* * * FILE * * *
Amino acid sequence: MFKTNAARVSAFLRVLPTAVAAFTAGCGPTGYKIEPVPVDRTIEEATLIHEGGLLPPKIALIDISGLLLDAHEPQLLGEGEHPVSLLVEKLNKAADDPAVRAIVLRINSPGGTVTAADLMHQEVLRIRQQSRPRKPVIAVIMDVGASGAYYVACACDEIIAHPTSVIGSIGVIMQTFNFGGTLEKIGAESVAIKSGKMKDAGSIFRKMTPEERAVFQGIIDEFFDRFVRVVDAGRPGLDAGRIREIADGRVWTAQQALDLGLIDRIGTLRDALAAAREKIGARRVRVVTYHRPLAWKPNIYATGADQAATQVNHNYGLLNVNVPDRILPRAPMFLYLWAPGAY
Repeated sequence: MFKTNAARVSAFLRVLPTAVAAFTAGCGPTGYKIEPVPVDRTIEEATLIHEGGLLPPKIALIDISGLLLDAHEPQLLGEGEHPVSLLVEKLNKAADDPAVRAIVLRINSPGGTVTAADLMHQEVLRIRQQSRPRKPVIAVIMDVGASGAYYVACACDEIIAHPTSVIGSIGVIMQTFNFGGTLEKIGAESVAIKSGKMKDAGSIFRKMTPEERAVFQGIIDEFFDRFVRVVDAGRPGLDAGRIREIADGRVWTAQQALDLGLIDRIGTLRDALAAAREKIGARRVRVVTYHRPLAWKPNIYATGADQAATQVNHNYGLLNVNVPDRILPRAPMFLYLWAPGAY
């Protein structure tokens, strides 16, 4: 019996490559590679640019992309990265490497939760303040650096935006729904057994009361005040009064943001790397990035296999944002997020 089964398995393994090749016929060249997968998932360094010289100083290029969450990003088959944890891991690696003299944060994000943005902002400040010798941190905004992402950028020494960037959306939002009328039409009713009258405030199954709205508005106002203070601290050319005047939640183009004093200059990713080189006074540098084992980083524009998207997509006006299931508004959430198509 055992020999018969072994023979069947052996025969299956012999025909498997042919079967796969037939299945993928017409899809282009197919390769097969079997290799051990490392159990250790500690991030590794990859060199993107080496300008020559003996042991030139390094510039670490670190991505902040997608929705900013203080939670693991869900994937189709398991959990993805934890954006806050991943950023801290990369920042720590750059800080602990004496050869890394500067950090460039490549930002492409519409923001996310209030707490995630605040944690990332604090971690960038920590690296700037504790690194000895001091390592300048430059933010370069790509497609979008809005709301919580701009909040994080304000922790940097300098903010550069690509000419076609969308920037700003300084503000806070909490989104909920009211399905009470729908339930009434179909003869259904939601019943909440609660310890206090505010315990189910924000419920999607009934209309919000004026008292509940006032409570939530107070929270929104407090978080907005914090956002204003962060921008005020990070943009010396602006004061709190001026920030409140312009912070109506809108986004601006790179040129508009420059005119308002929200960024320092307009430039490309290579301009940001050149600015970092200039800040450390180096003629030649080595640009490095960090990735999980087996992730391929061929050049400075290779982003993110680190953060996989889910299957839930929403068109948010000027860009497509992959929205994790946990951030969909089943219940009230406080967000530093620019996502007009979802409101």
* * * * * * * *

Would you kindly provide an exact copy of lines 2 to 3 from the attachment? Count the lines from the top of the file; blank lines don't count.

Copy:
Repeated sequence: MFKTNAARVSAFLRVLPTAVAAFTAGCGPTGYKIEPVPVDRTIEEATLIHEGGLLPPKIALIDISGLLLDAHEPQLLGEGEHPVSLLVEKLNKAADDPAVRAIVLRINSPGGTVTAADLMHQEVLRIRQQSRPRKPVIAVIMDVGASGAYYVACACDEIIAHPTSVIGSIGVIMQTFNFGGTLEKIGAESVAIKSGKMKDAGSIFRKMTPEERAVFQGIIDEFFDRFVRVVDAGRPGLDAGRIREIADGRVWTAQQALDLGLIDRIGTLRDALAAAREKIGARRVRVVTYHRPLAWKPNIYATGADQAATQVNHNYGLLNVNVPDRILPRAPMFLYLWAPGAY
């Protein structure tokens, strides 16, 4: 019996490559590679640019992309990265490497939760303040650096935006729904057994009361005040009064943001790397990035296999944002997020 089964398995393994090749016929060249997968998932360094010289100083290029969450990003088959944890891991690696003299944060994000943005902002400040010798941190905004992402950028020494960037959306939002009328039409009713009258405030199954709205508005106002203070601290050319005047939640183009004093200059990713080189006074540098084992980083524009998207997509006006299931508004959430198509 055992020999018969072994023979069947052996025969299956012999025909498997042919079967796969037939299945993928017409899809282009197919390769097969079997290799051990490392159990250790500690991030590794990859060199993107080496300008020559003996042991030139390094510039670490670190991505902040997608929705900013203080939670693991869900994937189709398991959990993805934890954006806050991943950023801290990369920042720590750059800080602990004496050869890394500067950090460039490549930002492409519409923001996310209030707490995630605040944690990332604090971690960038920590690296700037504790690194000895001091390592300048430059933010370069790509497609979008809005709301919580701009909040994080304000922790940097300098903010550069690509000419076609969308920037700003300084503000806070909490989104909920009211399905009470729908339930009434179909003869259904939601019943909440609660310890206090505010315990189910924000419920999607009934209309919000004026008292509940006032409570939530107070929270929104407090978080907005914090956002204003962060921008005020990070943009010396602006004061709190001026920030409140312009912070109506809108986004601006790179040129508009420059005119308002929200960024320092307009430039490309290579301009940001050149600015970092200039800040450390180096003629030649080595640009490095960090990735999980087996992730391929061929050049400075290779982003993110680190953060996989889910299957839930929403068109948010000027860009497509992959929205994790946990951030969909089943219940009230406080967000530093620019996502007009979802409101």